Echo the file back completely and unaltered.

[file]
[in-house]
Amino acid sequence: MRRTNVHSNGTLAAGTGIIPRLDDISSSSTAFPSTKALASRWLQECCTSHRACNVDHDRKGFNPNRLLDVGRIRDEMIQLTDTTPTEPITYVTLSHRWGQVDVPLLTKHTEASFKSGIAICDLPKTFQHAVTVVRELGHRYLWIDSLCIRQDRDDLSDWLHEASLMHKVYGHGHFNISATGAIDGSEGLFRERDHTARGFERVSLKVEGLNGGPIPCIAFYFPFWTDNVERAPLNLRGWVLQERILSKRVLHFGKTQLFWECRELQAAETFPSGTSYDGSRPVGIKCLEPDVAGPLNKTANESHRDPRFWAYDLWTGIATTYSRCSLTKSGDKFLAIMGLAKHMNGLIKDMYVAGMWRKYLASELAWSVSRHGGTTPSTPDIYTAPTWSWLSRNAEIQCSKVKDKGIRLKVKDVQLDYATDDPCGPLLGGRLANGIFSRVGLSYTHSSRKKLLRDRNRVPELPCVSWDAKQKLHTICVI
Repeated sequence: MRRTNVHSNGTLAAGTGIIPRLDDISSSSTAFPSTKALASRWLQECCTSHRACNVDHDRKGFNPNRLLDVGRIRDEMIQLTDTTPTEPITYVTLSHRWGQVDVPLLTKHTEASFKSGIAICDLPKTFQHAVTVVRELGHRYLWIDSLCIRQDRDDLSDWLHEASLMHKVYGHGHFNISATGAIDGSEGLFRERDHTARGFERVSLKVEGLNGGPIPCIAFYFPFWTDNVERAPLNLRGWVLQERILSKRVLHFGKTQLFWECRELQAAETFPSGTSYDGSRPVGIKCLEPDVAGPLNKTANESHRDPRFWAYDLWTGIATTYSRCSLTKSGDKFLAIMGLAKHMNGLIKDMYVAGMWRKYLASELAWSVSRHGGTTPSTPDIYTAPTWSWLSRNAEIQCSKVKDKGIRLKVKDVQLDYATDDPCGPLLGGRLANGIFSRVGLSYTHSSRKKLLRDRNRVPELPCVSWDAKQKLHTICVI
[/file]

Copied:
[in-house]
Amino acid sequence: MRRTNVHSNGTLAAGTGIIPRLDDISSSSTAFPSTKALASRWLQECCTSHRACNVDHDRKGFNPNRLLDVGRIRDEMIQLTDTTPTEPITYVTLSHRWGQVDVPLLTKHTEASFKSGIAICDLPKTFQHAVTVVRELGHRYLWIDSLCIRQDRDDLSDWLHEASLMHKVYGHGHFNISATGAIDGSEGLFRERDHTARGFERVSLKVEGLNGGPIPCIAFYFPFWTDNVERAPLNLRGWVLQERILSKRVLHFGKTQLFWECRELQAAETFPSGTSYDGSRPVGIKCLEPDVAGPLNKTANESHRDPRFWAYDLWTGIATTYSRCSLTKSGDKFLAIMGLAKHMNGLIKDMYVAGMWRKYLASELAWSVSRHGGTTPSTPDIYTAPTWSWLSRNAEIQCSKVKDKGIRLKVKDVQLDYATDDPCGPLLGGRLANGIFSRVGLSYTHSSRKKLLRDRNRVPELPCVSWDAKQKLHTICVI
Repeated sequence: MRRTNVHSNGTLAAGTGIIPRLDDISSSSTAFPSTKALASRWLQECCTSHRACNVDHDRKGFNPNRLLDVGRIRDEMIQLTDTTPTEPITYVTLSHRWGQVDVPLLTKHTEASFKSGIAICDLPKTFQHAVTVVRELGHRYLWIDSLCIRQDRDDLSDWLHEASLMHKVYGHGHFNISATGAIDGSEGLFRERDHTARGFERVSLKVEGLNGGPIPCIAFYFPFWTDNVERAPLNLRGWVLQERILSKRVLHFGKTQLFWECRELQAAETFPSGTSYDGSRPVGIKCLEPDVAGPLNKTANESHRDPRFWAYDLWTGIATTYSRCSLTKSGDKFLAIMGLAKHMNGLIKDMYVAGMWRKYLASELAWSVSRHGGTTPSTPDIYTAPTWSWLSRNAEIQCSKVKDKGIRLKVKDVQLDYATDDPCGPLLGGRLANGIFSRVGLSYTHSSRKKLLRDRNRVPELPCVSWDAKQKLHTICVI